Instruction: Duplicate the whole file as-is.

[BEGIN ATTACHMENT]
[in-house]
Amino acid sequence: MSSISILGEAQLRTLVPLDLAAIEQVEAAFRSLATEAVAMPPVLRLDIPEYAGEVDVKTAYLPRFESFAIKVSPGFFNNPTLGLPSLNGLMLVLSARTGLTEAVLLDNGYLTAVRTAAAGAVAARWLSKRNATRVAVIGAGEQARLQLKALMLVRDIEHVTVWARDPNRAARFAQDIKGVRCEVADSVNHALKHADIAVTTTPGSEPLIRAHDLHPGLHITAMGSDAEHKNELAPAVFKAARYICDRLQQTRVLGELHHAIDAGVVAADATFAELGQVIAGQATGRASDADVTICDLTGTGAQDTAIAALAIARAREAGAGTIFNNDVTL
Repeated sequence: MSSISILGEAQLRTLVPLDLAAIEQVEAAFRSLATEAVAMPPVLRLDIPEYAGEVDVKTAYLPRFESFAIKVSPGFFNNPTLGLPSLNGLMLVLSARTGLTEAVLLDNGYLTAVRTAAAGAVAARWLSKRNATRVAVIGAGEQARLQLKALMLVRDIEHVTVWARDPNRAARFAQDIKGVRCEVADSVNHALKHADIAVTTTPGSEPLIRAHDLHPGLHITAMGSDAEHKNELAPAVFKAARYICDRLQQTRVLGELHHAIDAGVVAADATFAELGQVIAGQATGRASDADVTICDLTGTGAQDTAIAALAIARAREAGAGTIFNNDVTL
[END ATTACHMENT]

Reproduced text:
[in-house]
Amino acid sequence: MSSISILGEAQLRTLVPLDLAAIEQVEAAFRSLATEAVAMPPVLRLDIPEYAGEVDVKTAYLPRFESFAIKVSPGFFNNPTLGLPSLNGLMLVLSARTGLTEAVLLDNGYLTAVRTAAAGAVAARWLSKRNATRVAVIGAGEQARLQLKALMLVRDIEHVTVWARDPNRAARFAQDIKGVRCEVADSVNHALKHADIAVTTTPGSEPLIRAHDLHPGLHITAMGSDAEHKNELAPAVFKAARYICDRLQQTRVLGELHHAIDAGVVAADATFAELGQVIAGQATGRASDADVTICDLTGTGAQDTAIAALAIARAREAGAGTIFNNDVTL
Repeated sequence: MSSISILGEAQLRTLVPLDLAAIEQVEAAFRSLATEAVAMPPVLRLDIPEYAGEVDVKTAYLPRFESFAIKVSPGFFNNPTLGLPSLNGLMLVLSARTGLTEAVLLDNGYLTAVRTAAAGAVAARWLSKRNATRVAVIGAGEQARLQLKALMLVRDIEHVTVWARDPNRAARFAQDIKGVRCEVADSVNHALKHADIAVTTTPGSEPLIRAHDLHPGLHITAMGSDAEHKNELAPAVFKAARYICDRLQQTRVLGELHHAIDAGVVAADATFAELGQVIAGQATGRASDADVTICDLTGTGAQDTAIAALAIARAREAGAGTIFNNDVTL